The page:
It's truly amazing what the Yankees have been able to accomplish so far in 2014 given the circumstances they have been playing under.
Coming into the season having spent near half a billion dollars in free-agency, the Yankees quickly fell victim to the the infectious injury bug, losing four of their five Opening Day starters before the All-Star break, coupling with an offense that never got going.
Starting pitcher Ivan Nova went down for the entire season in April because of Tommy John surgery. CC Sabathia got hurt in May, and was never seen again after eventually deciding on knee surgery. Michael Pineda missed nearly four months because of back issues. And Masahiro Tanaka has been out since July because of a partial tear of the UCL ligament -- he's on the comeback trail, and hopes to return in mid-September. Even David Phelps is out for a few more weeks because of an arm injury.
But somehow, with the Yankees' offense putting up some of it's worth offensive numbers in years -- showing just as lame as last year's offense -- it's been that same fill-in pitching staff that has kept this team just 2.5 games out of a wild card spot with nearly five weeks left to go in the regular season.
As the Yankees go into Detroit tonight to open up a three-game series with the Tigers, who the Yankees took three of four games from in the bronx three weeks ago, they boast a 3.81 starters' ERA, good enough for 6th in the American League -- thats even better than the Tigers, who hold the last three AL Cy Young award winners in their rotation; the only teams with a better starters' ERA than the Yankees are all current playoff spot holders.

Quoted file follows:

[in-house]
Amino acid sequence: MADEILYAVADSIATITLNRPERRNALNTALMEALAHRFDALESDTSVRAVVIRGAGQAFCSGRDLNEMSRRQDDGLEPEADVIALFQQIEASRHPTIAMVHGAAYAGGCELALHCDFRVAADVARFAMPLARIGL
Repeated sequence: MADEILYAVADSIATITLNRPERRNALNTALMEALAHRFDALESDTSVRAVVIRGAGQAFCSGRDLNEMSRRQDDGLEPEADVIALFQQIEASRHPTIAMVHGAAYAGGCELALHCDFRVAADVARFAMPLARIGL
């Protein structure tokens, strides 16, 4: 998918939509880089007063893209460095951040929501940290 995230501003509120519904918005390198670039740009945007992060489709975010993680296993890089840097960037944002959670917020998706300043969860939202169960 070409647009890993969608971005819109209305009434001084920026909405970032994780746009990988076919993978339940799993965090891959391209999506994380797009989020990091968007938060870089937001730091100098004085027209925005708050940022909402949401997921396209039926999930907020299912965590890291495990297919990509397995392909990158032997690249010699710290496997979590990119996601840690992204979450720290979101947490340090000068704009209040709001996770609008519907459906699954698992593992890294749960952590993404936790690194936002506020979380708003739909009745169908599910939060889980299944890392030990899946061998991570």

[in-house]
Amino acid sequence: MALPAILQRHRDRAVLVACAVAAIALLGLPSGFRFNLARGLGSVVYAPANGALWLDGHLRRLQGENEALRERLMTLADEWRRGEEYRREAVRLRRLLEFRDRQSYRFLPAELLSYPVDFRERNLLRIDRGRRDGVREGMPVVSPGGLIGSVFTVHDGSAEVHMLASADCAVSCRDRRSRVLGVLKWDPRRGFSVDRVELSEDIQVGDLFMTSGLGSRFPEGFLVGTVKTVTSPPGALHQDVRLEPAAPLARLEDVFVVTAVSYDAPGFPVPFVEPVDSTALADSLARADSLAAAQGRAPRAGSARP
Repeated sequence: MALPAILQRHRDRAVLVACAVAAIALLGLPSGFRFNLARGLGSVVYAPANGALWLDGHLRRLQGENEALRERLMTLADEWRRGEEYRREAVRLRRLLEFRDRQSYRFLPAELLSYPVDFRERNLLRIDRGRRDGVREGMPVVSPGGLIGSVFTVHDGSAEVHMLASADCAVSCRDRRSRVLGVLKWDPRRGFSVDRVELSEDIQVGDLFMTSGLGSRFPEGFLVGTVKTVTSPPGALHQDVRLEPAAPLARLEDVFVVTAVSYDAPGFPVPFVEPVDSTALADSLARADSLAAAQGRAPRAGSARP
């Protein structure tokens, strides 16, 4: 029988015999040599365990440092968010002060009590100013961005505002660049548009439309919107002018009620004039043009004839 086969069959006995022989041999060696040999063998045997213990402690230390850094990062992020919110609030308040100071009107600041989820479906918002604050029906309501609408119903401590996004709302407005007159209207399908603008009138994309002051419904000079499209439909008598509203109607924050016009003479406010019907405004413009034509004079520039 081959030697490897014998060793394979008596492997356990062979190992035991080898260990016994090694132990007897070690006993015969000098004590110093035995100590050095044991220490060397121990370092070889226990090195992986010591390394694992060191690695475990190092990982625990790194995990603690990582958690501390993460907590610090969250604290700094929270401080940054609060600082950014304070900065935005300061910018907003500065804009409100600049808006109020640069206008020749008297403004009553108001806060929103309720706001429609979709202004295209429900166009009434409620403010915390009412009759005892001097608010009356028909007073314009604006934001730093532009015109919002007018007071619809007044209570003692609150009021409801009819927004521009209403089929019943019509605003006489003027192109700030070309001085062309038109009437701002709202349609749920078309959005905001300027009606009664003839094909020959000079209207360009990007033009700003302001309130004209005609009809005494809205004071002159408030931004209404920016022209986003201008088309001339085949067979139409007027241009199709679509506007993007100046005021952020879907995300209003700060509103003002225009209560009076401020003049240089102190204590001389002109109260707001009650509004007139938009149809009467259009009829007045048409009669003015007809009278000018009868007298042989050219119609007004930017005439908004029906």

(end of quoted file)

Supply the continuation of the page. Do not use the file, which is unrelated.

And like I mentioned, most of the work has been put in by fill-in starts. Guys like Brandon McCarthy, who has posted a 1.90 ERA with just seven walks in 52 innings in eight starts since joining the team in early July (probably the best of the trades that Brian Cashman has made this season). And Shane Greene, who looked good in his eight starts, going 3-1 with a 3.19 ERA. Chase Whitley had his moments at the beginning before falling apart, for the most part. Chris Capuano, too, and even Vidal Nuno had one decent start -- you'll have to do some research to find it, though.
The Yankees enter tonight's game on a five-game winning streak, their longest of the season. In those five games, their starter has not given up more than three runs in at least five innings of work. That streak, in all, goes to six games, and seven of their last eight.
It's one of those things that I'll never understand, really: how could the Yankees still be in the position to hunt for a playoff spot when their offense ranks 19th in Major League Baseball in run scored, and the pitching staff has seen 12 different players start a game for them this season?
I don't care how they're doing it, honestly, just as long as this trend continues.